This study addresses a 21st century problem that arises from the interaction between the history of institutional discrimination and racism in health, and the network dynamics of how a community’s structure affects the flow of novel health information about vaccination.
The online proliferation of false, hateful, and illegal content has required social media organizations to monitor and remove content that violates their community standards – a practice known as content moderation.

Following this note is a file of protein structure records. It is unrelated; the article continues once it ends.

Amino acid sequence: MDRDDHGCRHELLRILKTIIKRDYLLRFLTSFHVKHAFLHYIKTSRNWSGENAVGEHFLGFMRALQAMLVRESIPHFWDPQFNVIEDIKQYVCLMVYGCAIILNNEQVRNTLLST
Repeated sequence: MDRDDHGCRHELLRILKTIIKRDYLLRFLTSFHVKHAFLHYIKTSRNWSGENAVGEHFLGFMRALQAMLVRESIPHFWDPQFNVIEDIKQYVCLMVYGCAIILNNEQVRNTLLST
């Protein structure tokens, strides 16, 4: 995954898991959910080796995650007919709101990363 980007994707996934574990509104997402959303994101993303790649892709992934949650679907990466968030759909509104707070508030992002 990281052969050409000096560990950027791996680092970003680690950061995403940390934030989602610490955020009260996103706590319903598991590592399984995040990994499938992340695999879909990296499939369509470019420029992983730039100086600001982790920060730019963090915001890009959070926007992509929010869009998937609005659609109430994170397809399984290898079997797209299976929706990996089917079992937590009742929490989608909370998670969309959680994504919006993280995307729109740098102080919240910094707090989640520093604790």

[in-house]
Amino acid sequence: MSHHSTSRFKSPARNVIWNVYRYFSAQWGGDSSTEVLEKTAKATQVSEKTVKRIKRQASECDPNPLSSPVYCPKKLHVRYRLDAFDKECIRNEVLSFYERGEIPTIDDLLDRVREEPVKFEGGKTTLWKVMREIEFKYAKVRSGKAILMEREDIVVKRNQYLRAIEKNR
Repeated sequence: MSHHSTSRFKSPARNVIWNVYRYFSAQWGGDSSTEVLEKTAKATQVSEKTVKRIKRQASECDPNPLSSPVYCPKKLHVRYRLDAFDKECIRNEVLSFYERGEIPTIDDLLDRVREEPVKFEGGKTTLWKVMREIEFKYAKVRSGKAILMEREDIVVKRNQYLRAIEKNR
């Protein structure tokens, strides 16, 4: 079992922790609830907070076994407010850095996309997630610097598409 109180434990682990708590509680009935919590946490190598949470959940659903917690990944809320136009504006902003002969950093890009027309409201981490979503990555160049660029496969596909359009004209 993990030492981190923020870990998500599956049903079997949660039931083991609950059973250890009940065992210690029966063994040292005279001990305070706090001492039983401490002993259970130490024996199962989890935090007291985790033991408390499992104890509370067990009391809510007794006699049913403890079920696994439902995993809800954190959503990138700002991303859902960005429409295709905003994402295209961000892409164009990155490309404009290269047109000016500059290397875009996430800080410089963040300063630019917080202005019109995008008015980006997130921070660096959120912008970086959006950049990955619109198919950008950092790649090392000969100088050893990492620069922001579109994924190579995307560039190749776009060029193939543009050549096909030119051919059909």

Despite decades of work on the network structures underlying social influence, standard measures of node centrality frequently misidentify the most influential nodes in a network.
A paradigm-busting new theory about the complex way innovative ideas, movements, and behaviors spread from the edges of society to impact everyone, and how to use these ideas to effect the change you want to see in the world.
How does the civility of online interactions affect the quality of democratic decision-making? Recent evidence suggests that incivility can increase participation, which is often thought of as desirable for good democracy.